Resolution of Other Issues

The most important issues to resolve in the dissolution of marriage are the division of property, spousal support, if any, and if there are children of the marriage, child custody, child support and parenting time issues. In order to resolve all of these matters, the parties may be able to agree, but if not, other methods such as discovery, mediation, motions before the court and court hearings may be necessary. If there are children in the marriage, some counties require the parents to take a parenting class before their dissolution will be finalized.

Final Decree of Dissolution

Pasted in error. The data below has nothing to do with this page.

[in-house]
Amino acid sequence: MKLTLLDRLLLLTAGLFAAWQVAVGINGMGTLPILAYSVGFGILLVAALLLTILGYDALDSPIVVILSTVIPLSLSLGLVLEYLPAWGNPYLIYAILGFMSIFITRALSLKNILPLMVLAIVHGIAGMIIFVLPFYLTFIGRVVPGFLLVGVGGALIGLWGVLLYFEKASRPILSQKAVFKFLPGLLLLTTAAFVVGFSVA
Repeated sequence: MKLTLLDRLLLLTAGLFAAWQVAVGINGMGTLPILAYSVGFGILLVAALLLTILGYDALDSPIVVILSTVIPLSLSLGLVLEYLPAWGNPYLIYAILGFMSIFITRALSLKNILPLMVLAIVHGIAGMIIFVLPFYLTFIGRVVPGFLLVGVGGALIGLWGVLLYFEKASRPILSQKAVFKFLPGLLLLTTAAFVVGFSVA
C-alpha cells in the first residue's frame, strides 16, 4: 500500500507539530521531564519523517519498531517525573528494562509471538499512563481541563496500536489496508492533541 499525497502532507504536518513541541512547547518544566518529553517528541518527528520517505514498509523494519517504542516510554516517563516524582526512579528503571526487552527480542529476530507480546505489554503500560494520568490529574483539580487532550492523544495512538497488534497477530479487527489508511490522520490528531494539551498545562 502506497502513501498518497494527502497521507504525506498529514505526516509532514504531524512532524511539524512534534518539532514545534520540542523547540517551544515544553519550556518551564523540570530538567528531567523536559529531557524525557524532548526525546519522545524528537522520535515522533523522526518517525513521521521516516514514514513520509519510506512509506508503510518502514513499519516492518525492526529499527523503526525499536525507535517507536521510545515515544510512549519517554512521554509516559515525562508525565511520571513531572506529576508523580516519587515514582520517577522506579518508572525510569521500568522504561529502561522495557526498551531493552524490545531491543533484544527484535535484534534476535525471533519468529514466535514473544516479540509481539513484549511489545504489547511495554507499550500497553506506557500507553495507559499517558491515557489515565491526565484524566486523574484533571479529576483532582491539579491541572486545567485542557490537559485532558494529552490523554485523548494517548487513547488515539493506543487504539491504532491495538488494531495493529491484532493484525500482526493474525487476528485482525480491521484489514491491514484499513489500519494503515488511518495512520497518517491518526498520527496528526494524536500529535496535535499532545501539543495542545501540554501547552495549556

A final hearing on the petition for dissolution can be heard no earlier than 60 days following the date of filing of the petition. The court may grant a Summary Dissolution, which is a decree without a final hearing if verified pleadings have been filed with the court and signed both parties and there are no contested issues in the action or the parties have a written agreement that settles all contested issues. Parties can agree to maintenance, disposition of property, custody and support of the children, and the terms of the agreement will be merged into the dissolution decree. Any disposition of property settled by agreement and merged into the decree is not subject to modification. The dissolution is not final until the court issues the decree. The decree is a final, appealable order.